At this point in time when practically every institution recognizes how critical mental health is to one’s well-being, how is it possible that record labels allow their most valued commodity, the artist, to make hits about their depression or suicidal thoughts without providing them the much-needed help any other concerned entity would offer? The answer is simple – as long as they make money, they just don’t give a shit about the artist’s wellness or the fans that may be triggered.
The artist, in many cases young, impressionable, and happy to be in a position where they can become rich and famous, essentially does what they were signed to do. They write songs about whatever’s popular at the moment and let the label run the show behind the scenes. Because depression and suicide have become hot topics to rap or sing about in recent years, despite the fact that the subject is no entertaining matter, artists like Juice Wrld, Kid Cudi, XXXtentacion, and Lil Uzi Vert top the charts with songs that are basically cries for help over catchy trap beats. And like mindless drones, we dance and sing along to these singsongy suicidal confessions that would otherwise illicit an immediate family intervention, were these the disturbing revelations of a loved one. But since they’re not, we turn up to it without much of a second thought…unless we ourselves are plagued with the same problem. As powerful as music can be, that song now has the potential to either lift a fan out of their darkness or push them over the edge. Who claims responsibility for that? Is it the artist whose job it is to express themselves or the label whose sole purpose is to exploit and profit from their music?
Many companies around the world adopt a Corporate Social Responsibility (CSR) model as part of their mission. CSR ensures that companies are accountable to their stakeholders and the public in general by operating ethically and mindfully of the impact they have on society and the environment. In short, the aim is to demonstrate that a corporation cares about more than just money. Whether we believe them or not is another question.
Multi-billion dollar corporations like ExxonMobil and Chevron promote various initiatives and programs created to clean up the ocean or economically empower impoverished communities across the world. Psizer, one of the world’s largest pharmaceutical companies, which ironically produces every depressed artist’s drug of choice, Xanax, also has a CSR practice in place. Even the Federal Communications Commission (FCC) which regulates all interstate communications by radio, television, wire, satellite, and cable has rules which prohibit the radio and TV broadcast of obscenities, indecency, and profanity between the hours of 6 a.m. and 10 p.m. “when there is a reasonable risk that children may be in the audience”.
Yes, it’s all laughable because oil companies pollute, pharmaceutical industries poison, and the FCC blends the two by polluting the minds of listeners with the poison it allows on its airwaves. But at least they pretend! Record companies are unapologetic about what they promote. They have entire departments dedicated to marketing depression, suicide, and poppin’ pills in the form of colorful, eye-grabbing billboards, psychedelic-themed music videos, and trance-inducing special effects at live shows. Come to think about it, I’m surprised labels don’t collab with pharma more often. They’d make a killing, no pun intended.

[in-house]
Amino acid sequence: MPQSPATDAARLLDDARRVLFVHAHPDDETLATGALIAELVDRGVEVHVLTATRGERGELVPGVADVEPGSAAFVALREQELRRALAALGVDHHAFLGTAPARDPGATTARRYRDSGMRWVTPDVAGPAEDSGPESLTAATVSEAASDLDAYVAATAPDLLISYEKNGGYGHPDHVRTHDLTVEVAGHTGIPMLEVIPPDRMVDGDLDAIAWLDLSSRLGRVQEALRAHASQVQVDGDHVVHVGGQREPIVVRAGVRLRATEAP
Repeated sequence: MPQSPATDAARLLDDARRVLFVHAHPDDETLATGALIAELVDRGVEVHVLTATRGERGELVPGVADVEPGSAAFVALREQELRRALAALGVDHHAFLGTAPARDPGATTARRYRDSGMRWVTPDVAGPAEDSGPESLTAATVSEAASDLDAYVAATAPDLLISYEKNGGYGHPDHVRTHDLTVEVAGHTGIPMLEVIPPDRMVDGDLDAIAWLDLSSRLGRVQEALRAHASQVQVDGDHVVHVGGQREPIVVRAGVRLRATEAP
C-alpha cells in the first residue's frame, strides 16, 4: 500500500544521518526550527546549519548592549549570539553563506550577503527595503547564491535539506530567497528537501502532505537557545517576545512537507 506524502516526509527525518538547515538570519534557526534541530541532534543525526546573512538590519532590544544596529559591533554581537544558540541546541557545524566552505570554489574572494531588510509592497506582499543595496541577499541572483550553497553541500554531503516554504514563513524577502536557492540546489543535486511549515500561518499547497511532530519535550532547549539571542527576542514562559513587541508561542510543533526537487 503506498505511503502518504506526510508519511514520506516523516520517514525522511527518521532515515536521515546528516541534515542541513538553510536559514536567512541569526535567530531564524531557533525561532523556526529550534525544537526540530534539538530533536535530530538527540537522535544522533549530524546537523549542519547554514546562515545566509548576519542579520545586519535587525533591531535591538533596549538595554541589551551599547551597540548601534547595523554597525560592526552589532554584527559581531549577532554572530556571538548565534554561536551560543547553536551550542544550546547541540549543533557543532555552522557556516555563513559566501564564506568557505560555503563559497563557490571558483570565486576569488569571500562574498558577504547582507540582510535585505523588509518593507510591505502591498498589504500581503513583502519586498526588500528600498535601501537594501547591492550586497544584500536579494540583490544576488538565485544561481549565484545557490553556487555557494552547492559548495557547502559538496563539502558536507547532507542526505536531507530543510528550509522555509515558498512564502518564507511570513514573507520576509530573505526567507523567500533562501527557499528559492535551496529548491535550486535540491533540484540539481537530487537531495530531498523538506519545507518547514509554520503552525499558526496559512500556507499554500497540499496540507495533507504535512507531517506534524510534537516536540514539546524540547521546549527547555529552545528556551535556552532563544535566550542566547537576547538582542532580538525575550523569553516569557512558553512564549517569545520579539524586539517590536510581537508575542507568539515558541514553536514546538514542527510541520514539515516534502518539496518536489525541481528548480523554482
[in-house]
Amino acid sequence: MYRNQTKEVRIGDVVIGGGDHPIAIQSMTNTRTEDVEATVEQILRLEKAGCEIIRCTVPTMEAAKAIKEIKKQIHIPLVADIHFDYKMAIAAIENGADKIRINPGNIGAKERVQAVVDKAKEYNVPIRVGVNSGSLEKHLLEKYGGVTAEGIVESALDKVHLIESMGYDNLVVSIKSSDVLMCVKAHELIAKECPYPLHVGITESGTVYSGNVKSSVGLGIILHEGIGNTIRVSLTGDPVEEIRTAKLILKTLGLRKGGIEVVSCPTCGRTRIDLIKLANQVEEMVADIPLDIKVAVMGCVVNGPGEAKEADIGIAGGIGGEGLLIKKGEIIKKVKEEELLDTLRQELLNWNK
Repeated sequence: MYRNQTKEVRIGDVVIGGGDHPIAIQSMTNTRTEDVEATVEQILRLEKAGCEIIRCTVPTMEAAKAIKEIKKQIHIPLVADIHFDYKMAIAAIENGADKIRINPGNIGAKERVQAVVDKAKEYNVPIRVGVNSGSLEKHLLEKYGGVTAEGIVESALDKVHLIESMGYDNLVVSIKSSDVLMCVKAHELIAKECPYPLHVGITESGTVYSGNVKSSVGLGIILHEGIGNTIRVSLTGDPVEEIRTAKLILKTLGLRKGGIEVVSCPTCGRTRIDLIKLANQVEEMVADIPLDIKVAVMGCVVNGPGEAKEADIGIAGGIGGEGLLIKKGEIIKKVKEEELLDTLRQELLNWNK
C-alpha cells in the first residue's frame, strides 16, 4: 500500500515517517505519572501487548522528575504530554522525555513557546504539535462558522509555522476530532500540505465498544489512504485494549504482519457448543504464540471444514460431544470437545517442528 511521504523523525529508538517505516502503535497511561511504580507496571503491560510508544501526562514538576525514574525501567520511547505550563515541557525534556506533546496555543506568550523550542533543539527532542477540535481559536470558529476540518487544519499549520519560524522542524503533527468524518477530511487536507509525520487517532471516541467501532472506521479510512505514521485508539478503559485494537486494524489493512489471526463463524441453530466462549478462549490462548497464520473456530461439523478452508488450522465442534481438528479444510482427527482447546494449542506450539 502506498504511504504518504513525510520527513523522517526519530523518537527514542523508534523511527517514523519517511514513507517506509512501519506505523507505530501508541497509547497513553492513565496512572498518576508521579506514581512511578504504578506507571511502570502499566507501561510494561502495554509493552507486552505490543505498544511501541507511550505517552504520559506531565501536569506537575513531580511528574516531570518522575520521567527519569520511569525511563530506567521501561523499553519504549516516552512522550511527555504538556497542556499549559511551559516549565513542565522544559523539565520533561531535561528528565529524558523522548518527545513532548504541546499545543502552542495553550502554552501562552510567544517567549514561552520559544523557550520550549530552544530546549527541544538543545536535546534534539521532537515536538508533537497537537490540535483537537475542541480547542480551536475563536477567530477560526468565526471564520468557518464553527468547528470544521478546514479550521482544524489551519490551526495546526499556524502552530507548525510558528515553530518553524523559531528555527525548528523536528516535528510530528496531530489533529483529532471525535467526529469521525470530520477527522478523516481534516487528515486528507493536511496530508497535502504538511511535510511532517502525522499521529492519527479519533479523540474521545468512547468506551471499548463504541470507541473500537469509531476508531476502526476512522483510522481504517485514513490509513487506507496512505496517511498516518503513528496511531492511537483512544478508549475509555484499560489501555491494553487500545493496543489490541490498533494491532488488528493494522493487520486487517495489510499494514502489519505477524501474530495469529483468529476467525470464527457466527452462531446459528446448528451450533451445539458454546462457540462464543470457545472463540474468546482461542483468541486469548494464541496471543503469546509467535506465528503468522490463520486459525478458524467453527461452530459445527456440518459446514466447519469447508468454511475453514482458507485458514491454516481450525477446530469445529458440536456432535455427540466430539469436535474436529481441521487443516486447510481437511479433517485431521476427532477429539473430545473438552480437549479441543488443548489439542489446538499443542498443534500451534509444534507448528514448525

Many ass-kissing apologists, lackeys who pledge their loyalty to business interest over human beings, including the very artists they work with, will bend over backwards to excuse the labels. They’ll stick up for their corporate overlord, defending the rights of the company’s profit growth, asserting they’re a business, not a freaking social service agency. To deflect, they’ll claim that more often than not, the music they promote inspires listeners to overcome their own struggles with mental health. But talking to those who suffer from depression, suicidal ideation, and other mental health issues, you come to understand that virtually anything, especially a popular song, can cause those intrusive thoughts and unsettling feelings that are always bubbling underneath the surface, to erupt into a deadly downward spiral.
As an educator who teaches one of the nation’s only full-time, college-preparatory Hip Hop culture course for high school students, I know for sure that my students have a lot to say about the matter. As fans of the artists in question, they themselves feel many of their favorite rappers and singers desperately need help if their health problems are indeed serious enough to express through song. They also admit that many of their peers are “depressed for clout”, “trying to be emo”, or self-medicating the same way their idols do.
I don’t have all the answers but I suspect that it wouldn’t be inconceivable for labels to pump the breaks on making depression and self-medication trendy while providing support to artists who struggle with mental health problems. After all, it’s the artists who make labels rich and allow them to stay in business. Unless their wellbeing just isn’t a priority, why wouldn’t labels provide their “cash cow” the help they need? If all that matters is the return on their investment, wouldn’t ensuring the durability and longevity of their “product” benefit them in the long run? Or is there something else to it?
At the end of the day, these labels may not give a shit about their artists but they sure live by mainstream rap’s prevailing mentality – Fuck the World and Get Money. That’s the real bottom line.
Sebastien Elkouby is a writer, educator and Hip Hop Culture historian. Find him at SebIsHipHop.com or on Twitter at @SebIsHipHop.